Lewis Hamilton could win 14 races and still lose the title


The idea to award double points for the final round of the 2014 Formula 1 season in Abu Dhabi has received an incredible backlash from the media, teams and fans, but there is one group it will affect more than others: the drivers.

And for Lewis Hamilton, double points is a very concerning preposition given that he is embroiled in a title fight with Mercedes teammate Nico Rosberg. If he were to lose the title by virtue of double points, it would certainly be controversial.

In fact, even if Hamilton won the next eleven races with Rosberg in second place, if the German won the final round in Abu Dhabi with the Briton retiring, Lewis would only win the title by five points – despite winning fifteen races compared to Rosberg’s three. Therefore, if he won just fourteen races to Rosberg’s four, he would lose the championship by nine points.

For Lewis, losing the title in such fashion would be incredibly frustrating.

“I think we’ll see at the end of the year,” Hamilton said. “Can’t say it was the best idea, I don’t think it was the best idea, but it is what it is, I don’t think.

“We can’t all come up with good ideas. I’m not gonna slate it or anything, just… if that was the case, it would suck but, you know, I don’t really have an answer for you really.

“All I’m thinking is that I don’t want the car to stop that race as it has a couple of times. As long as it doesn’t stop that race, I think it will be cool.”

Hamilton was asked by NBCSN’s Will Buxton whether the drivers and teams could come together to try and force the sport to change its mind about the ruling.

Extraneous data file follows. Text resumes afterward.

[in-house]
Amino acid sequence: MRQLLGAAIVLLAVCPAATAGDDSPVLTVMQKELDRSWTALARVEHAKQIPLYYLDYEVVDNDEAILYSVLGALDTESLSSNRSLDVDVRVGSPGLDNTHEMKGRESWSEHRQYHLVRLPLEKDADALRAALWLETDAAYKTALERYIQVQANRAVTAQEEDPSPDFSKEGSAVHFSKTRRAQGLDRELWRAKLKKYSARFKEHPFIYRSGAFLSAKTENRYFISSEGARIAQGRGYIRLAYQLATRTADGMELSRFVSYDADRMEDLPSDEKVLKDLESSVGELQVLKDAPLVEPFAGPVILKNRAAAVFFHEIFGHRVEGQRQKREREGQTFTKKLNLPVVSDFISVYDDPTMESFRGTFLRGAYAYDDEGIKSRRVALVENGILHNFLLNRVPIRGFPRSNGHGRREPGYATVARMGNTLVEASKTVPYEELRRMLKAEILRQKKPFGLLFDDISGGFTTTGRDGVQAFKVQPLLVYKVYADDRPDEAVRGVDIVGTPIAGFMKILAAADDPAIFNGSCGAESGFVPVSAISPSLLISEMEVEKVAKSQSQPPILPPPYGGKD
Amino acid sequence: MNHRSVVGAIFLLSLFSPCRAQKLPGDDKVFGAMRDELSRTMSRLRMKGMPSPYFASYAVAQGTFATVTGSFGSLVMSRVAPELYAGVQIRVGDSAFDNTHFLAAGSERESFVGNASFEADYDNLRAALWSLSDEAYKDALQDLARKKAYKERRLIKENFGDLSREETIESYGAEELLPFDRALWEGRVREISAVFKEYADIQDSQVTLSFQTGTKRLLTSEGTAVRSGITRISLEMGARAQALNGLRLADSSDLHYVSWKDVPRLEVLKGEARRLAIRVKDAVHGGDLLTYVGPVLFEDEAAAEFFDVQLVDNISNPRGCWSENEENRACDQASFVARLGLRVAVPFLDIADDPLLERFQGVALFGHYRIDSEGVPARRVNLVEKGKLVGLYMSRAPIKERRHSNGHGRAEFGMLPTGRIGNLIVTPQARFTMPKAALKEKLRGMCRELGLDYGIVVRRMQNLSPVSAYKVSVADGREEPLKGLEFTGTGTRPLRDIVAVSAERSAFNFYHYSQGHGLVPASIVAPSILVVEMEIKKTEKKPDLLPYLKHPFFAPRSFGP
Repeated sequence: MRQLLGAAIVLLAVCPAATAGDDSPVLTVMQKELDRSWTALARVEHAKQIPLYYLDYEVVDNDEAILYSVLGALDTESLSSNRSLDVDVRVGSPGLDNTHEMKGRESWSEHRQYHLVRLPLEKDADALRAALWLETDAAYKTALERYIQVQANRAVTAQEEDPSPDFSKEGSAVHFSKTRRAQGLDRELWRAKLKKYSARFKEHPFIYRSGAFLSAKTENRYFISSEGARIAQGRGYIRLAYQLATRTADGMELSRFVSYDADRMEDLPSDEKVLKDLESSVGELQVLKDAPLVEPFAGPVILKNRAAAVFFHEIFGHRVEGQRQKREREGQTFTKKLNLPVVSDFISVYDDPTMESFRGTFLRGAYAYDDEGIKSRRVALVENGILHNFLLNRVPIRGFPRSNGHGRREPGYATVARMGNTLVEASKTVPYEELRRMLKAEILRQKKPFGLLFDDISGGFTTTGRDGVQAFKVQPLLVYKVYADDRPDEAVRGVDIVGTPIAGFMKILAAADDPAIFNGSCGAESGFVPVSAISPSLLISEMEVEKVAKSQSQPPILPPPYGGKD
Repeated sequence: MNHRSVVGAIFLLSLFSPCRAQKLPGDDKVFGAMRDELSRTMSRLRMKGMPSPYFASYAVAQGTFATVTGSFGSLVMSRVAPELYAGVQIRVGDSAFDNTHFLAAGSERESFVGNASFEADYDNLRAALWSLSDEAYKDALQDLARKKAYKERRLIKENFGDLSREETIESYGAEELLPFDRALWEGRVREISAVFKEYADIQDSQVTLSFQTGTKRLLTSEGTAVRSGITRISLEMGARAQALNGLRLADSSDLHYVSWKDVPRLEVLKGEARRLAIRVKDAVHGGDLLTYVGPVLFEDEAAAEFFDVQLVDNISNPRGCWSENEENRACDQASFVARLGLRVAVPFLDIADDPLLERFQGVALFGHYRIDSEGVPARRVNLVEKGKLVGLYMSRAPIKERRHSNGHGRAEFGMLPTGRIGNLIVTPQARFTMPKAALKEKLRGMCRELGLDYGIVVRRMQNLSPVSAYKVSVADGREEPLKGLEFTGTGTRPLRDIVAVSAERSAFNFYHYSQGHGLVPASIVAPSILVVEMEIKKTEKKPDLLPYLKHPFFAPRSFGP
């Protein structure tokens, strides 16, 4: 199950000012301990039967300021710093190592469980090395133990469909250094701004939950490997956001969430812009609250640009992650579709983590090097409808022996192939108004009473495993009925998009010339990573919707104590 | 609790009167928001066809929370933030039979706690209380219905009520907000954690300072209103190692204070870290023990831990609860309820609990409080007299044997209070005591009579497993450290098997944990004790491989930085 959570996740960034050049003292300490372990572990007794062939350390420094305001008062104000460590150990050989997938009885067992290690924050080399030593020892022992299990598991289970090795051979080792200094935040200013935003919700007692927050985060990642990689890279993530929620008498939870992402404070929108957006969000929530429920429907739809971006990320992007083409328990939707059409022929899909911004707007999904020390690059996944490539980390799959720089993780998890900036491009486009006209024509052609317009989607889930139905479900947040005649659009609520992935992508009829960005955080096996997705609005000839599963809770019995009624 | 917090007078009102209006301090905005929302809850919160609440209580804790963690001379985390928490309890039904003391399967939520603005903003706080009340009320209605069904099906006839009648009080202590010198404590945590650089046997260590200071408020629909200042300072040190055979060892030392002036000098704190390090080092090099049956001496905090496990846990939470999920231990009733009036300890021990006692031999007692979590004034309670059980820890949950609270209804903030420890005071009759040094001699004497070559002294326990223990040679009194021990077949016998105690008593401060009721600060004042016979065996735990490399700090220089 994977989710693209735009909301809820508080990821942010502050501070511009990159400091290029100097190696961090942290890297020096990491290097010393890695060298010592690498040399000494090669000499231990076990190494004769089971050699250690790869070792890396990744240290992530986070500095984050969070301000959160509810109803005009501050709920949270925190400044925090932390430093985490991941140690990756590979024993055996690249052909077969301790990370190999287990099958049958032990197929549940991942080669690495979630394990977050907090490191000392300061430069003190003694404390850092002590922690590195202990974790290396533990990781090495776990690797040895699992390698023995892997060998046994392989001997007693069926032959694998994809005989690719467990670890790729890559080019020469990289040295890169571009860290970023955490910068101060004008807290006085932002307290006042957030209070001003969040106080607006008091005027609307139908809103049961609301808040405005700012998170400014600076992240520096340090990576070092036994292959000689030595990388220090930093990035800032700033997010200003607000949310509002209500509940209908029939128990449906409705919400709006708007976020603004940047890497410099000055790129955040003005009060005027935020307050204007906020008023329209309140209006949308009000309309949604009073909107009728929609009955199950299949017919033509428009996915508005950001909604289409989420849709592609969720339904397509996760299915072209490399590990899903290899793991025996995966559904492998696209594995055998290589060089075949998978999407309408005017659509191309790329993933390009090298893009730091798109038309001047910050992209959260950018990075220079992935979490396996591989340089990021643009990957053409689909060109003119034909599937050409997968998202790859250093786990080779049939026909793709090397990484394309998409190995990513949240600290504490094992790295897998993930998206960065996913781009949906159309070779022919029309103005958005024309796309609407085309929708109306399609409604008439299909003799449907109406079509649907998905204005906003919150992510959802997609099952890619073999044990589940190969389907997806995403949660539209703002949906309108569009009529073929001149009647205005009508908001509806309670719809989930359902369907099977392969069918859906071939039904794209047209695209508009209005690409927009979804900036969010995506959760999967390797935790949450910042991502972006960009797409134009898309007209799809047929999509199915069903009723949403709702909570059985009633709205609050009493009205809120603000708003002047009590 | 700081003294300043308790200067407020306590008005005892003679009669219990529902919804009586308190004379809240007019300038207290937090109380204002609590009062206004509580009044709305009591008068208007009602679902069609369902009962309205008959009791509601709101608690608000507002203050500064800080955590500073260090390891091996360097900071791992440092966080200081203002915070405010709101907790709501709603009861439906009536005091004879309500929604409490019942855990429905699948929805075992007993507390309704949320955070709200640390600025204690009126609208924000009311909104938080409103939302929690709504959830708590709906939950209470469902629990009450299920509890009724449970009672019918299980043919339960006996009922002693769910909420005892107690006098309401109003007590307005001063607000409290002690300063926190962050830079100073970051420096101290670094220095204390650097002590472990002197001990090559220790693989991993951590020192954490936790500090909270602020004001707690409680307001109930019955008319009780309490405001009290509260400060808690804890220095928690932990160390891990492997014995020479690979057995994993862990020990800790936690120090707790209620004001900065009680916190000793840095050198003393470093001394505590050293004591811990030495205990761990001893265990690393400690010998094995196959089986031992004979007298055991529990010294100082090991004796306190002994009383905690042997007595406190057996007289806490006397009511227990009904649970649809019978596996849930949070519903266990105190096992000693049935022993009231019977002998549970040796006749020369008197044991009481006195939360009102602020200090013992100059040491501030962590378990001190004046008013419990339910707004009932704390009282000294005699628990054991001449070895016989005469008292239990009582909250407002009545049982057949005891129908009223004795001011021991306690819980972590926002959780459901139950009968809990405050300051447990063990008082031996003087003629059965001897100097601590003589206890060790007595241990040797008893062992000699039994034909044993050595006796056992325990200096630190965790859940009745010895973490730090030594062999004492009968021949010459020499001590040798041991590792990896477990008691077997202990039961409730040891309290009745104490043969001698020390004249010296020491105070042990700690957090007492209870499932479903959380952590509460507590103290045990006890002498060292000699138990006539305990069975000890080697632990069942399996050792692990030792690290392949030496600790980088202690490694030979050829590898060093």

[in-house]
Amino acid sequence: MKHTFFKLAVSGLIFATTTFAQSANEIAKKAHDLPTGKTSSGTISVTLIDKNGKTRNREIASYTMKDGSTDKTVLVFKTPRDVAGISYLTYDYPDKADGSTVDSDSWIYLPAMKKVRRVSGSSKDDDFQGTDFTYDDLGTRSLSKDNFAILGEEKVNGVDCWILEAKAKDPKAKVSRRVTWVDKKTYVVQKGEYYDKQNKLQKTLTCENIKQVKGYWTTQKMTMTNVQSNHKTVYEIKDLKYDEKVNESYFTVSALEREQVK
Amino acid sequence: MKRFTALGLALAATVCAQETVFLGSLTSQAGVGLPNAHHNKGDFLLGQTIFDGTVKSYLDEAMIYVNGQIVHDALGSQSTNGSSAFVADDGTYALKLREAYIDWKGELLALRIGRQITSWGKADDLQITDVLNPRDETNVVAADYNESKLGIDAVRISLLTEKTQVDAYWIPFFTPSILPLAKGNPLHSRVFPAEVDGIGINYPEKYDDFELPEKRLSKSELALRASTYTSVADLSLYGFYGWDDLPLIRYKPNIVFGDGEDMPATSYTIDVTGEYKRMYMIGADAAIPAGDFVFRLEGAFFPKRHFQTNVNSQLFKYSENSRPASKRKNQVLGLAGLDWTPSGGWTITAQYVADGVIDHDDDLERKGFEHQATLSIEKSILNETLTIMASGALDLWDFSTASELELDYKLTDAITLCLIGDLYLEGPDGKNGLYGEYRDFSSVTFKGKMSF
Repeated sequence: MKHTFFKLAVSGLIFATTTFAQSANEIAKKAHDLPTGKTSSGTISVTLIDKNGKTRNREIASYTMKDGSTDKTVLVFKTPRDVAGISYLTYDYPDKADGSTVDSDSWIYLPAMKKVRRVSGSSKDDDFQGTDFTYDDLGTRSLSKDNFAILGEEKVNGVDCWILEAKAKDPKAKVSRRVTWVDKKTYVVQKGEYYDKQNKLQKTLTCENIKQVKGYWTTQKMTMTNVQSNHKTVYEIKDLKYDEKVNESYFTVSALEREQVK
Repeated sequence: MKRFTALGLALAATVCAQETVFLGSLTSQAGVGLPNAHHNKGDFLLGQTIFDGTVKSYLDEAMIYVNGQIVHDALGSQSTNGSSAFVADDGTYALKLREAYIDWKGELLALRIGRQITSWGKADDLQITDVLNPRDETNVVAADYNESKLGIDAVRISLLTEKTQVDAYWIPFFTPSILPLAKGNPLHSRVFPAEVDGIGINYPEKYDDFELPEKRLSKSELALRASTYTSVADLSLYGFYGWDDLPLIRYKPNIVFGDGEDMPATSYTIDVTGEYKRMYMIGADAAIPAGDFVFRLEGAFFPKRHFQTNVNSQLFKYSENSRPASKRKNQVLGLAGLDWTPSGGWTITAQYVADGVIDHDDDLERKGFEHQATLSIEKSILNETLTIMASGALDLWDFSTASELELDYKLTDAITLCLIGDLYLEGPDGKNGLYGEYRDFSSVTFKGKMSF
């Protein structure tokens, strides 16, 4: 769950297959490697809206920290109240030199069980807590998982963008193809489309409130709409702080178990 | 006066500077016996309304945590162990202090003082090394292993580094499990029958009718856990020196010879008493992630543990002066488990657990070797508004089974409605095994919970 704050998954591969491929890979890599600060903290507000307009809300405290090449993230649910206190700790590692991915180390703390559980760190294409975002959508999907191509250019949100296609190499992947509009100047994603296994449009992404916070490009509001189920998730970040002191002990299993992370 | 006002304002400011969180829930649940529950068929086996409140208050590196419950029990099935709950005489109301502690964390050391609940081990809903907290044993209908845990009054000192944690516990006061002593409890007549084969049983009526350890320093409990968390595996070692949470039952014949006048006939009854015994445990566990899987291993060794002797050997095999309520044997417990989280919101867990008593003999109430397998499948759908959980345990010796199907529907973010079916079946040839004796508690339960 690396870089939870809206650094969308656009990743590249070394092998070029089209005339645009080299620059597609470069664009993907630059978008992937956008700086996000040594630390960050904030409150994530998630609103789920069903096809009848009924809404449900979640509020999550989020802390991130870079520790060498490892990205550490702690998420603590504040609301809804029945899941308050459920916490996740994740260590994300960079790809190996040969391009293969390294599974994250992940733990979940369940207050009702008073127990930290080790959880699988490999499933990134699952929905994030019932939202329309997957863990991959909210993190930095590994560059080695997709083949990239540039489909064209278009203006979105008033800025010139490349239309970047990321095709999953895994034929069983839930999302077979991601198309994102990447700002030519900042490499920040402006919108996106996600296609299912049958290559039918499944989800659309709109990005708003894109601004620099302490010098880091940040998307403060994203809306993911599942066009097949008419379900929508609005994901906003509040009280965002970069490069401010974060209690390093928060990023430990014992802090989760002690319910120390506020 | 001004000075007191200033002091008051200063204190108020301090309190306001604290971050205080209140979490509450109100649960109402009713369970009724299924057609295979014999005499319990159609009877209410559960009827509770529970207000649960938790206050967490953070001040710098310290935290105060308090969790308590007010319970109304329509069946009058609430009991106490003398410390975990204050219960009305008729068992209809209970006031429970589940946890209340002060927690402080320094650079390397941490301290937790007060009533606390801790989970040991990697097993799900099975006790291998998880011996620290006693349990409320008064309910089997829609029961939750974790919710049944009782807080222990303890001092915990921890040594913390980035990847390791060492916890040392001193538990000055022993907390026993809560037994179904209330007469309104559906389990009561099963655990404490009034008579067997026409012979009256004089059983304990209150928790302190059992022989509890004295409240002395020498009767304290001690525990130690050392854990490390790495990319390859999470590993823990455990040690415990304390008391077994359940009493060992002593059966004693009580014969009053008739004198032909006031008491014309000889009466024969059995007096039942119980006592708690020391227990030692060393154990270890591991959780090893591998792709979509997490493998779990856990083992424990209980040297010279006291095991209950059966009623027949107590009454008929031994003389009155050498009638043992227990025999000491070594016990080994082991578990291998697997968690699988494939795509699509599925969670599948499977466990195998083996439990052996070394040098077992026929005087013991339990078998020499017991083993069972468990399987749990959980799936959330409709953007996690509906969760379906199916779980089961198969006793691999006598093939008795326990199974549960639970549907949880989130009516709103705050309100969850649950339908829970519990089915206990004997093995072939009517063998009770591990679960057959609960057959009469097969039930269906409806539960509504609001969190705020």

“Potentially. Obviously we’ve got the GPDA, and of course the teams could be united,” he explained. “I’ve not seen any sign of people wanting to do that, but I’m sure that if everyone pulled together and made a fuss we could make our opinion known.

“Then again, there’s a lot of egos around, and some of those don’t want to be shaken, so we’ll accept it. You always have to take a step back and think that they’re doing things for the right reasons.

“Sometimes, things are done for the reasons that you don’t fully see. Maybe we’ll get there and think it was the best idea ever, so we’ll see. Probably not, but we’ll see.”


Currently, Nico Rosberg has 140 points to Lewis Hamilton’s 118. There are twelve races left this year; eleven ‘regular’ scoring rounds and Abu Dhabi, which is worth twice as much.

Therefore, it Rosberg were to finish second in the eleven normal races to Hamilton and win in Abu Dhabi with Lewis retiring, he would finish on 388 points. Hamilton, having won the eleven regular races, would finish on 393 and still be world champion.

However, should Rosberg win one of the eleven normal races, this would reduce Hamilton’s season win tally to fourteen. There would be a fourteen point swing, and Rosberg would finish on 395 points to Hamilton’s 386.

The driver with four wins could win the title over someone with fourteen; over three times as many. It wasn’t that long ago that the sport’s powers were talking about a ‘medal’ system whereby the driver with the most wins is champion.

‘Game-changing’ multi-year agreement will take INDYCAR, NBC Sports ‘to the next level’


NEW YORK – As the fourth Nor’easter in three weeks bore down on the Big Apple, it was tough to spot people that were clearly in a good mood.

But Jon Miller, president of programming for NBC Sports and NBCSN, was clearly in a good mood.

On Wednesday morning at 10 am ET, we all found out why: NBC will become the exclusive home of the IndyCar Series and the Indianapolis 500, starting in 2019.

The new three-year deal not only makes “The Greatest Spectacle in Racing” part of the network’s “Championship Season” – its collection of high-profile championship events from May to July – but also reaffirms NBC’s status as the home of motorsports television in the United States.